Blackrock: Rate rise will not cause negative bond returns

An upward trend in interest rates does not automatically equate to negative bond returns, despite the commonly-held market belief that it does, Blackrock has argued.

According to Simon Blundell, head of sterling bond portfolios within Blackrock’s Fundamental Fixed Income team, the investment community has been “aggressively selling this story” since central banks began tightening monetary policy, but he said this is the “biggest misunderstanding” investors have been led to believe.

Last week Bank of England (BoE) raised the UK base rate by 25 basis points (bps) to 0.5% which Blundell said has led investors to question “when will my bond fund go down?”.

Typically, when interest rates rise bond prices usually fall, but Blundell said bonds can still generate positive returns despite rising bank rates.

He noted the Fed has raised rates four times since December 2015, from 0.25% to its current 1.25%, yet bonds have outperformed over this period. The ICE BofAML All Maturity US Government Bond index has returned 2.7% while the ICE BofAML 1-10 Year US Corporate index has returned 8.4% over the US Fed’s tightening period, said Blundell.

In addition, he observed that since the BoE’s rate hike last Thursday, 10-year UK gilts have returned 1.05%, with the price of the bond increasing from about 98.80 before the Monetary Policy Committee meeting to 99.48 after, according to Bloomberg.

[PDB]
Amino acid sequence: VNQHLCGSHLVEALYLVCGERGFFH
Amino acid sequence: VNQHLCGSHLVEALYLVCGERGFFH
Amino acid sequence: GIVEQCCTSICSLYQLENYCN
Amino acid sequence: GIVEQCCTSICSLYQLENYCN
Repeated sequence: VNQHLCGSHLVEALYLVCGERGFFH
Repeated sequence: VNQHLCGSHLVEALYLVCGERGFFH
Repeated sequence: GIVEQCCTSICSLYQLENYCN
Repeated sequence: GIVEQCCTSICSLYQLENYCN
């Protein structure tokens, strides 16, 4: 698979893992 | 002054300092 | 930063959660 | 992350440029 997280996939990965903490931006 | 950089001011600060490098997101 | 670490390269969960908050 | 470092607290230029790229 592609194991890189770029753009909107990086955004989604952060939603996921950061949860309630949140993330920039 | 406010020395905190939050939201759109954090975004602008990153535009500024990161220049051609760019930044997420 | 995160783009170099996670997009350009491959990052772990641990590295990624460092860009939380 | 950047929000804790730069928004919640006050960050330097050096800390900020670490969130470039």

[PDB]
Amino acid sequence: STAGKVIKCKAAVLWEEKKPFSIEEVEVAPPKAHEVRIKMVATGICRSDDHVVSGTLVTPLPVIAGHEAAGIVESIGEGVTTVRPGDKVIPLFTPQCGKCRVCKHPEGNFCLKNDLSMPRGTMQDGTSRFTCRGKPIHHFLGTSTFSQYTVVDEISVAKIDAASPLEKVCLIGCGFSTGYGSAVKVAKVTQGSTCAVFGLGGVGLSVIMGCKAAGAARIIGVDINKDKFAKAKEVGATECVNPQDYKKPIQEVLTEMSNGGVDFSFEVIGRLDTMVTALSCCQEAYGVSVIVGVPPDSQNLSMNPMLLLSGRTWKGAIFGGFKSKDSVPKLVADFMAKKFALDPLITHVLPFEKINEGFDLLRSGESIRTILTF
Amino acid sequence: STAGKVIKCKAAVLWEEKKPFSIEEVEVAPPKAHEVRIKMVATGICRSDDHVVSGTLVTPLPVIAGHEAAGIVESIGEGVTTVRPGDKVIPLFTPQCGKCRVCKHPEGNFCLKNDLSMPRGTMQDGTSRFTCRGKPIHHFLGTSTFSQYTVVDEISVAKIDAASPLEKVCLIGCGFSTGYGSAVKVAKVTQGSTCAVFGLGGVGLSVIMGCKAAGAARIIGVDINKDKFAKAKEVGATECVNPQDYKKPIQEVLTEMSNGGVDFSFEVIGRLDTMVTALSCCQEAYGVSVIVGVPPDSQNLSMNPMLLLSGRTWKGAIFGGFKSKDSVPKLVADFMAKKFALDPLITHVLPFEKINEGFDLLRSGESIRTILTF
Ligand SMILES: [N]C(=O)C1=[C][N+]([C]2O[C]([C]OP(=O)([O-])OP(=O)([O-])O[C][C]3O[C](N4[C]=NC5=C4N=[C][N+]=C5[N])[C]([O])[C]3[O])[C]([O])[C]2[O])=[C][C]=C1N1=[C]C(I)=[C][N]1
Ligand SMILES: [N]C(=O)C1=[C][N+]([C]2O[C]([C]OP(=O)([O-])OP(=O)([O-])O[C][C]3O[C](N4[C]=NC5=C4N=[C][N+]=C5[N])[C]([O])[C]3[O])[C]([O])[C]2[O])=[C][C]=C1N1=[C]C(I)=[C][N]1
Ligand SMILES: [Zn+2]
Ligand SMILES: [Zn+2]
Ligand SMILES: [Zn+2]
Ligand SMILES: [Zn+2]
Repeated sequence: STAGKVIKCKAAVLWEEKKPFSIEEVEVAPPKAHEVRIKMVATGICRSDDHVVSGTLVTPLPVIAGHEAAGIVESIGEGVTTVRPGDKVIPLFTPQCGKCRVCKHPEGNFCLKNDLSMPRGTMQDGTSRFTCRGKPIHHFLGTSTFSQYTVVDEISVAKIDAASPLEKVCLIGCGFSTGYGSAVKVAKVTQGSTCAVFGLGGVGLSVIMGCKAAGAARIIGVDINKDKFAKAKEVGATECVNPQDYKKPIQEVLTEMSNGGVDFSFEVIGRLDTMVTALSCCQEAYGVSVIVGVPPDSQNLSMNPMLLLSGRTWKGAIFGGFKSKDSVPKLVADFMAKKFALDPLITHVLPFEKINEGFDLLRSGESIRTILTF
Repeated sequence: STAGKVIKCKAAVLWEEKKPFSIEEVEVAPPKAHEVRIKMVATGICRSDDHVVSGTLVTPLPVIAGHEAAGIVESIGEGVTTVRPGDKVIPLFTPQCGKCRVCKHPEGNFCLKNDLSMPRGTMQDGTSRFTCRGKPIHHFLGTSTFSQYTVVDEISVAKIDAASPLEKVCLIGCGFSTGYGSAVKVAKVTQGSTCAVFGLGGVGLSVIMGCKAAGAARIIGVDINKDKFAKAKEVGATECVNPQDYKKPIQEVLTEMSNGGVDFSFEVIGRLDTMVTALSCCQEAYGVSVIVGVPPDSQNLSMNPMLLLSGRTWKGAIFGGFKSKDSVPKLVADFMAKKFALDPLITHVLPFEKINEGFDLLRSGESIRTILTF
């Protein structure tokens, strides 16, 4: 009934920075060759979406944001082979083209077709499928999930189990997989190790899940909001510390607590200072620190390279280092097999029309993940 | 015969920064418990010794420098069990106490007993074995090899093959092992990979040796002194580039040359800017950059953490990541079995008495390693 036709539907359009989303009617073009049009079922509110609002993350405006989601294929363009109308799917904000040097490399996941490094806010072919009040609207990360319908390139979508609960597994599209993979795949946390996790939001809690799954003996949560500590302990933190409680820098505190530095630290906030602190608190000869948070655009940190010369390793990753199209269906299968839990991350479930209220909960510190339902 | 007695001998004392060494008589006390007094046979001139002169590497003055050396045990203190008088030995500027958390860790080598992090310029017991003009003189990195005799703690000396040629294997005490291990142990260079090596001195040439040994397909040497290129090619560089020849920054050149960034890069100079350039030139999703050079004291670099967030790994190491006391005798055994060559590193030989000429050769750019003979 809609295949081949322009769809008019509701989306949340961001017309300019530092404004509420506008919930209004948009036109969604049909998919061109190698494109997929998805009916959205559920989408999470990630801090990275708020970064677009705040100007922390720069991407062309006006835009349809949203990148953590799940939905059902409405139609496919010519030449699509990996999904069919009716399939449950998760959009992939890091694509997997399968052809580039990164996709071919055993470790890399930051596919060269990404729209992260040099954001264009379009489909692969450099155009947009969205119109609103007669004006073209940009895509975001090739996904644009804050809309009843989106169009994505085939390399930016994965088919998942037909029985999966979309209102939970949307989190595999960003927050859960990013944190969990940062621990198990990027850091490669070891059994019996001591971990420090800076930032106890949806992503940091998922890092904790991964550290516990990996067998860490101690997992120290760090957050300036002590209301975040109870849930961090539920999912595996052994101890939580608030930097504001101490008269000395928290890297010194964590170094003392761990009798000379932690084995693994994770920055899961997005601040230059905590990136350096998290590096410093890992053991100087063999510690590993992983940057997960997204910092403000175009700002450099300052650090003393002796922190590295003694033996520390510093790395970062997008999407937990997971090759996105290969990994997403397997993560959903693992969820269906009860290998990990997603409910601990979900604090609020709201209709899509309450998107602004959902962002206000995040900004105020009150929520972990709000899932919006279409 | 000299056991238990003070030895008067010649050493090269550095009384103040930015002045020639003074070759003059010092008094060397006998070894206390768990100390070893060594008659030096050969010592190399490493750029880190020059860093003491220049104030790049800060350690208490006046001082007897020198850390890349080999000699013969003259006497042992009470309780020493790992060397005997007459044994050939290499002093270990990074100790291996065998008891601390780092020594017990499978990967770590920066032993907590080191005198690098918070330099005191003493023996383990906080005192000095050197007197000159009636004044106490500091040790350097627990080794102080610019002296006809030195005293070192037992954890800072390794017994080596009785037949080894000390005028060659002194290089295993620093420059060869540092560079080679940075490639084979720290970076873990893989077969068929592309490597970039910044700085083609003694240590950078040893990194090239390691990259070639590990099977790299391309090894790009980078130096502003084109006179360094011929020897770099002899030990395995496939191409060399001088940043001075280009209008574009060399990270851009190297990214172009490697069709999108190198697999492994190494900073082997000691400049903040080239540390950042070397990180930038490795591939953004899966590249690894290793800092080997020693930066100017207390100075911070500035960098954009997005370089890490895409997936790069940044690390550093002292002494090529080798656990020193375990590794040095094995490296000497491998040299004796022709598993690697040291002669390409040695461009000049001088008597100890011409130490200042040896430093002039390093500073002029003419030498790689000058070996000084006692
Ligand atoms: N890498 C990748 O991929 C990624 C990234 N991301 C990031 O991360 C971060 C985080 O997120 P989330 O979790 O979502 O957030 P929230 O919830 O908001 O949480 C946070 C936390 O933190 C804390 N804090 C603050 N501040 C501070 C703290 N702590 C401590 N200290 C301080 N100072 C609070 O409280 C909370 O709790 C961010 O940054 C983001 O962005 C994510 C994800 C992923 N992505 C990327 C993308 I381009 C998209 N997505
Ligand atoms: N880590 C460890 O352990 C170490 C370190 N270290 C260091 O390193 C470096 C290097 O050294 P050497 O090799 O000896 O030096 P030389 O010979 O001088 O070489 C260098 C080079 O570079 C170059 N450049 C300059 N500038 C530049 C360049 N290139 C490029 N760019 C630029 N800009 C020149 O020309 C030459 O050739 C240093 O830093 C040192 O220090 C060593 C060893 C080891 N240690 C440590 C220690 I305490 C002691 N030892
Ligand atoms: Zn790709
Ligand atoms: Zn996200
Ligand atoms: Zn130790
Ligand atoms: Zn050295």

Blundell said even if rates do go up, the market has already priced this in. The market is pricing one 25bps UK rate hike next year then another of the same size the following year, taking the rate to 1% at the end of 2019.

However, Ben Edwards (pictured), lead manager of the Blackrock Corporate Bond fund and co-manager of the Blackrock Sterling Strategic Bond fund, said the market view is optimistic because of the lack of wage inflation and uncertainty of the UK’s future after Brexit.

He also expects the BoE will be reluctant to raise rates because the UK economy cannot stand higher borrowing costs.

Elsewhere, Edwards warned investors over blindly chasing yield in a rising market, describing this as simply “adding risk” to the portfolio.

“The tide has risen and everything looks good and looks like alpha,” he said. “People should be looking at managers that have outperformed and understand why.”

In order to limit risk, Edwards has decreased the Blackrock Corporate Bond Fund’s exposure to the financial sector on the belief that these bonds now offer less value after a strong run of performance. The fund remains overweight financials but has cut the allocation, preferring utilities and telecoms.

The shift, which began in April and continued throughout Q2, saw Blackrock reduce about 10% of the fund’s credit risk in banks and insurers and add 6-7% in corporates which, it said, has reduced the net credit risk.

Edwards said: “Adding risk is a red flag to investors to be looking at whether they are adding risk to portfolios and you need to be careful.”

Speaking about the fund’s risk-averse nature, he said: “Our job is to make money in the most boring way.”

According to data from FE, the Blackrock Corporate Bond fund has returned 6.3%, 20.4% and 32.2% over one, three and five years respectively, versus 4.6%, 16.5% and 26.7% for the IA Sterling Corporate Bond sector.

 

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